Panic isn't quite the right word to describe the reaction of Twins fans Tuesday to the news that Ervin Santana, their best and most dependable starting pitcher in each of the past two seasons, underwent a procedure on his right middle finger that figures to sideline him for roughly the first month of the 2018 season.

Concern, though? Yes, there was concern. This offseason has fueled visions of adding to the rotation, not subtracting. And now here we are, less than a week before pitchers and catchers report to Fort Myers, Fla., for the start of spring training, and the Twins are down their version of an ace without another one on the way.

If we can link these two things together, this question comes into play: Should Santana's injury create more of a sense of urgency for the Twins to make a move in free agency?

The answer is yes, though maybe not for the reason you think.

Suggesting the free-agent pitching market is moving at a glacial pace would be an insult to the relatively swift speed of glaciers. But that's not necessarily a bad thing for the Twins.

The Twins still can afford to be patient because none of the dominoes is falling in a very strange offseason.

The Twins have signed three relief pitchers as well as Michael Pineda, a starter recovering from Tommy John surgery who projects in the rotation in 2019 "and maybe the bullpen at the end of this year," Twins Chief Baseball Officer Derek Falvey said last week.

To that end, Falvey said he feels "really good certainly about what we've done in the bullpen." The rotation, though, needs work. And here's where Santana comes into play.

Even if Santana is able to duplicate his wonderful 2017 season, missing a handful of starts is probably going to cost the Twins maybe one win in 2018. That's not a reason to panic.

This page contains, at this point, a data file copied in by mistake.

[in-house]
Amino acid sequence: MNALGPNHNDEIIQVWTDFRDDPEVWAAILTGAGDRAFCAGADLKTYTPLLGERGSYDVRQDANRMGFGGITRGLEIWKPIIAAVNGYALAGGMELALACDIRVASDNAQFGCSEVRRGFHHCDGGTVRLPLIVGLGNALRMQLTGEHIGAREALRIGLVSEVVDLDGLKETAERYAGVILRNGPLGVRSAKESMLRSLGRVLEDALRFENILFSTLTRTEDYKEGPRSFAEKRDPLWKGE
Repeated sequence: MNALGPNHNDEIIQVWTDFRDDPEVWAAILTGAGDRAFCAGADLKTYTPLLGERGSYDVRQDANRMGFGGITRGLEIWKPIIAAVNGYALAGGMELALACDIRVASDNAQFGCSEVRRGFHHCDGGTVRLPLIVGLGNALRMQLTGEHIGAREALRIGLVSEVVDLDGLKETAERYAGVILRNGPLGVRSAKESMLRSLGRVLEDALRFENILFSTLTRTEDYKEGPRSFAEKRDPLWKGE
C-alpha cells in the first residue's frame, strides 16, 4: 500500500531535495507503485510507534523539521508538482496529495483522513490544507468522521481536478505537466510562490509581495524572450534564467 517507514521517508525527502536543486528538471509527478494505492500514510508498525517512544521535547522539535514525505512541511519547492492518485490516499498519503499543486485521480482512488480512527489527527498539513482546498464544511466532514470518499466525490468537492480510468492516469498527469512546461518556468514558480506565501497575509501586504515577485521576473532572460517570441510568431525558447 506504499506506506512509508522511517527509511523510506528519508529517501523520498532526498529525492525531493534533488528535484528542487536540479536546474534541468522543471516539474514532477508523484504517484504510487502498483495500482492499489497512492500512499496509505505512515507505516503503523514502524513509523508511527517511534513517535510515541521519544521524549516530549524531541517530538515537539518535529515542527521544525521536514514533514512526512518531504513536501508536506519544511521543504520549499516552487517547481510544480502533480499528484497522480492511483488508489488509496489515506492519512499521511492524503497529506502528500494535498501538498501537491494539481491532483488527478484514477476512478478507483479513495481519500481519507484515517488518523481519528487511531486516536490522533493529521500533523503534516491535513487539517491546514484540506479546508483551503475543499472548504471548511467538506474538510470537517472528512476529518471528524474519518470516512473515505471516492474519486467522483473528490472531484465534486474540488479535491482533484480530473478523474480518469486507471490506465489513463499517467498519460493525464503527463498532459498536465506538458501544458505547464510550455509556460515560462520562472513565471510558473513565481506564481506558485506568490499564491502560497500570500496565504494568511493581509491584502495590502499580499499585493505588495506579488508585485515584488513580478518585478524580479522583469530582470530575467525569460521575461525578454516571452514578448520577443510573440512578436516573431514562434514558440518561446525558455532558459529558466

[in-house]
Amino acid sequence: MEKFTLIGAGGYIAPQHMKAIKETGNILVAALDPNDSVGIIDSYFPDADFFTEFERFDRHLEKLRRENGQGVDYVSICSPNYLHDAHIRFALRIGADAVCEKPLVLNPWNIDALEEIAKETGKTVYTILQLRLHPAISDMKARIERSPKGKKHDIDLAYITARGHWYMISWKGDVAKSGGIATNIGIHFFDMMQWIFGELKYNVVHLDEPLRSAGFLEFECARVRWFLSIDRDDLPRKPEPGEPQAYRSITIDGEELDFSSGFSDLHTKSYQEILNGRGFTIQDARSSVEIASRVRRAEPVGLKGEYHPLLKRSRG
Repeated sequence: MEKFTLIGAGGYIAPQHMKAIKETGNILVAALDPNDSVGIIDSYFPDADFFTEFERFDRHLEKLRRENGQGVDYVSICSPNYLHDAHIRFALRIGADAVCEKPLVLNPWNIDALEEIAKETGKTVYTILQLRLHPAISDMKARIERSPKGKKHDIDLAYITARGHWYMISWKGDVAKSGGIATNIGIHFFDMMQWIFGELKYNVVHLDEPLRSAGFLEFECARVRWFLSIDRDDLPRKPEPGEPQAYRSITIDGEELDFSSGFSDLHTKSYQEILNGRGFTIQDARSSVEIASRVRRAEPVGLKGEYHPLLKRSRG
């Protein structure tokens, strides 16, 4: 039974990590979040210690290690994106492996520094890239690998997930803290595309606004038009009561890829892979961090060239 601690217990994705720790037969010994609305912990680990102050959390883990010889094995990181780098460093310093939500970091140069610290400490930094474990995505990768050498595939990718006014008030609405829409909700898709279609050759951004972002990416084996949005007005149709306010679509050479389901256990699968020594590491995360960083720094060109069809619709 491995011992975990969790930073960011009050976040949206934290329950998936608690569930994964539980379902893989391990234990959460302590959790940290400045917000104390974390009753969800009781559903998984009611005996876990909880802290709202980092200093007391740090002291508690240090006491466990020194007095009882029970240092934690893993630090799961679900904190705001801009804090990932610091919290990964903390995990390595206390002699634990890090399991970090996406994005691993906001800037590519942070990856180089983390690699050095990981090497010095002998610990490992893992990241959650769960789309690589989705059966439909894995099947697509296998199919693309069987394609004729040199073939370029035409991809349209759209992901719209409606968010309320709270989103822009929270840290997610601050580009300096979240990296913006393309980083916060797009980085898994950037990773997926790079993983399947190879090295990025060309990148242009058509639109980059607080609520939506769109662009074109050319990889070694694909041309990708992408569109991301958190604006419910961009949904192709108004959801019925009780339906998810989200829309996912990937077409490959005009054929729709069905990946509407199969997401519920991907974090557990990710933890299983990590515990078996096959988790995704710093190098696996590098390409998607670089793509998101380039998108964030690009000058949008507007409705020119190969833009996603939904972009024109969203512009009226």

His absence, though, underscores the fragility of the rotation as it currently stands. Any sort of long-term injury to Santana or Jose Berrios would put the Twins in a real bind if they have any hopes of duplicating and hopefully surpassing last year's 85 wins and wild-card berth. The timing of this injury, too, will test the Twins' depth in ways it might not have later in the year.

Falvey said Trevor May, who had worked primarily in the bullpen in recent years before his own Tommy John surgery last March, is being prepared as a starting pitcher this season but that the hope is "maybe by [the month of] May he's pitching for us" because he's still rehabbing to gain strength.

Stephen Gonsalves and Fernando Romero are minor league options, but as Falvey noted, "They're part of a great group for us to bring in and see where they are [in spring training]. … They didn't get much Triple-A time. We don't want to rush those guys."

Long story short: The Twins needed to add starting pitchers even before Santana's short-term injury. Knowing they'll be without him for the first month or so of the season shouldn't impact how they proceed in offering big-money, multiyear contracts to the front-line pitchers still out there, such as Yu Darvish, Jake Arrieta, Lance Lynn and Alex Cobb.

But it should reinforce how shaky their pitching depth already was, and how bad things could be if they don't make at least one move.